Year 2021 was a roller coaster year for the healthcare sector as India faced the devastating second wave of the COVID virus. The healthcare sector was overwhelmed with the number of cases that India faced and the rising number of people who needed assistance from healthcare service providers to survive. The domain overcame challenges with the help of technology and Public-Private Partnership.
One of the major transformations in the way healthcare services were provided was seen with the emergence of teleconsultation services. Seeking patient care online was already on the rise when pandemic struck the country, further amplifying the reach of telehealth services. Government’s telemedicine programme e-Sanjeevani registered record numbers of users seeking healthcare services, reaching remotest regions of the country. As we see more services being provided remotely with the onset of digitization, Telehealth is set to witness a further rise in usage.
Speaking on the Public-Private Partnership (PPP) that helped healthcare sector provide better patient care, Nikkhil K Masurkar, Executive Director, Entod Pharmaceutical said, “The healthcare market can increase three-fold to Rs. 8.6 trillion (US$ 133.44 billion) by 2022. In 2020, in a very short period, COVID-19 became an unparalleled disruption to every area of the healthcare industry. The overall response to the pandemic witnessed both the private and government sector working in tandem. The private Indian healthcare players rose to the occasion and have been providing all the support that the government needs, such as testing, isolation beds for treatment, medical staff and equipment at government COVID-19 hospitals and home healthcare. The healthcare industry, along with the central and state governments, undertook a robust response plan to tackle the pandemic by setting up dedicated COVID-19 hospitals, isolation centers and tech-enabled mapping of resources. Despite initial hiccups, the healthcare system in India managed to withstand the pandemic. The different efforts in manufacturing of medical equipment, disposables, drugs and the most recent vaccine efforts made by India has placed us as a global leader.”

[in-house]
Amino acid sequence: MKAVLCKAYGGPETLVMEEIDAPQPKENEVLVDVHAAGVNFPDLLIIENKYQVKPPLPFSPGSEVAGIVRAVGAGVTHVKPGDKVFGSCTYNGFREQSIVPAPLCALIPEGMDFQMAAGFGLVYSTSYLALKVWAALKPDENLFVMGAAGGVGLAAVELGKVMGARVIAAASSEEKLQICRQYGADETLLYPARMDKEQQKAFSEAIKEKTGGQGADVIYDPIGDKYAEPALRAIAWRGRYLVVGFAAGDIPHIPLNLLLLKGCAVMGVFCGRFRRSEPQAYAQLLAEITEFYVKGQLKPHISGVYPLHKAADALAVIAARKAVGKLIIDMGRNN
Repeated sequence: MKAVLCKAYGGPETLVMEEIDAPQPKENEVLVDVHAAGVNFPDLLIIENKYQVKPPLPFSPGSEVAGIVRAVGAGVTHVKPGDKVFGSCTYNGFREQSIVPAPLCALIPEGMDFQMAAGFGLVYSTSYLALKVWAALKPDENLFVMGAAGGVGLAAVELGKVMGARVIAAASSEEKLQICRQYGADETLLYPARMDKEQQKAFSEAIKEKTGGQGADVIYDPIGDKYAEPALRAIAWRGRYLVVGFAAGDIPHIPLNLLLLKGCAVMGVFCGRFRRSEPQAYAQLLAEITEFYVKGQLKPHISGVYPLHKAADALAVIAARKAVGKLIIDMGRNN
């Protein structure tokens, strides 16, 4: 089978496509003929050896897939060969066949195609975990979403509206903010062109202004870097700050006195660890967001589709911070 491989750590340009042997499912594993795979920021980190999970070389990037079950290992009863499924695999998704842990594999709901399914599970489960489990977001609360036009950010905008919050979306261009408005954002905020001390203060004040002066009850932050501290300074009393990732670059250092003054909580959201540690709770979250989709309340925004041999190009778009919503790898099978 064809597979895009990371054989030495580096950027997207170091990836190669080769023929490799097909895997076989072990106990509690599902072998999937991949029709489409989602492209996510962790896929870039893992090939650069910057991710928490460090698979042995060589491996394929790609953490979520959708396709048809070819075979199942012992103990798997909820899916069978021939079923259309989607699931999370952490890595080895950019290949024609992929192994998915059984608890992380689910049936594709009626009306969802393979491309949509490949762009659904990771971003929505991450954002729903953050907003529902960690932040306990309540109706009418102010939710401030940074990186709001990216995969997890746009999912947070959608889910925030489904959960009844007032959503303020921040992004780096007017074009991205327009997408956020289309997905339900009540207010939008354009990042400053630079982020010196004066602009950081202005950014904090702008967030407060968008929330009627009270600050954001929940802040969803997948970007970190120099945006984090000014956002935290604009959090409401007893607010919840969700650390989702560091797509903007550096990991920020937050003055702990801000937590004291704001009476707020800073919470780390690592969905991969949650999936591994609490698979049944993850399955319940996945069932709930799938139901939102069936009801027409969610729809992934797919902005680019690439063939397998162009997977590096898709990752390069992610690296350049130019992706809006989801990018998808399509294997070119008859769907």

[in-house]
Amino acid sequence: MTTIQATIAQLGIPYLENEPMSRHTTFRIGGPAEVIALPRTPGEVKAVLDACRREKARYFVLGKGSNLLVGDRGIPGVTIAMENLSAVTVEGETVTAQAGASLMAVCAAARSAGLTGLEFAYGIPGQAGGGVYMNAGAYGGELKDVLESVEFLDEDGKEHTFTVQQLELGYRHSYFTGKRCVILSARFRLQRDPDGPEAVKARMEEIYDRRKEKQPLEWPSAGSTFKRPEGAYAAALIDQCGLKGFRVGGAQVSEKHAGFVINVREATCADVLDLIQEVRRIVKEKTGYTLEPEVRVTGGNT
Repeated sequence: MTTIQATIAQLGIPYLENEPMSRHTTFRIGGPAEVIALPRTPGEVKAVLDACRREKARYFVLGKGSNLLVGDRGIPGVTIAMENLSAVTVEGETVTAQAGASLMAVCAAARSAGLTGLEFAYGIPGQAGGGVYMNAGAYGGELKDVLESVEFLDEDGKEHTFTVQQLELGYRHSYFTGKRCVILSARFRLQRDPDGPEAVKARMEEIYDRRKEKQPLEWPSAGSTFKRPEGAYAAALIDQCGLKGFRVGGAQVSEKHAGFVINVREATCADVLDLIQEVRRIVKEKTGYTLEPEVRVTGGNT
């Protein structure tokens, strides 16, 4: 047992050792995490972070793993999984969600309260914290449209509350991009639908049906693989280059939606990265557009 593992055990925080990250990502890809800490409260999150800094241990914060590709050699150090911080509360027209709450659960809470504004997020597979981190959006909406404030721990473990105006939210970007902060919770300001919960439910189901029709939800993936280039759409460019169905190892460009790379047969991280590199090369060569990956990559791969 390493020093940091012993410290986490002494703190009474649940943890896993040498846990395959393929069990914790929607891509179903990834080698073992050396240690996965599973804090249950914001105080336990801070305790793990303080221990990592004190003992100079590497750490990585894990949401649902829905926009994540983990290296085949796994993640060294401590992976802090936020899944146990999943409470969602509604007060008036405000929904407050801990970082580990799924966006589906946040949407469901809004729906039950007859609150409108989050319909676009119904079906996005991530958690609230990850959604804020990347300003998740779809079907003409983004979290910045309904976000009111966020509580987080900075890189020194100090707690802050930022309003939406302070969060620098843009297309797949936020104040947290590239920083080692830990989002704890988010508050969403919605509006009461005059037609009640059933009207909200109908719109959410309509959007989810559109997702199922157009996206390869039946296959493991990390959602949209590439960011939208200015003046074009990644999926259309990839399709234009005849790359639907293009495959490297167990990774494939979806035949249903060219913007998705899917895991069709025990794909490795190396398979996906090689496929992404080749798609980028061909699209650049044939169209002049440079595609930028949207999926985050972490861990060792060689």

Talking about the growing opportunities and rising inculcation of technologies in healthcare, he added “Primary healthcare has become accessible to the needy and poor through digital interventions. Even in areas like clinical trials, there is less intervention in terms of human repetitive reviews due to use of technological tools like Artificial Intelligence (AI). The Indian healthcare sector is diversifying and opportunities are emerging in every segment, be it providers, payers or medical technology. With growing competition, organizations are cognisant of new challenges and are looking to explore the latest business dynamics and trends impacting their segment. India is full of opportunities for players in the medical devices industry. The country has also become one of the leading destinations for high-end diagnostic services with tremendous capital investment for advanced diagnostic facilities, thus catering to a greater proportion of population. The country’s competitive advantage lies in the increased success rate of Indian companies in getting Abbreviated New Drug Application (ANDA) approvals. India also offers vast opportunities in R&D as well as medical tourism. After the pandemic, governments and organizations are more focused towards building digital infrastructure and preventive healthcare which will surely pave the way to a brighter future for the healthcare industry in the years to come.”
Elucidating on how India produced the required number of medical devices and used technology to overcome shortage challenges, Ashok Patel, CEO and Founder, Max Ventilator said, “Even as Covid-19 has led to the rise of diagnostics and equipment along with an impressive rise in virtual and homecare-driven device segments, there has been an increased emphasis on making low-cost lifesaving devices such as ventilators and oxygen concentrators. Speaking especially of ventilators, from now onwards, the rule of 4 beds per ventilator will become more of a reality. With telemedicine and app-based online pharmacies becoming more of a constant surrounding our daily lives spurring innovations in related devices and equipment, the coming year will also see more action in big data, AI and machine learning-based disease prediction technologies, apart from a push to more sophisticated surgical devices meant for a range of conditions such as neurological, cardio-vascular, oncological, orthopedic or musculosketal conditions.”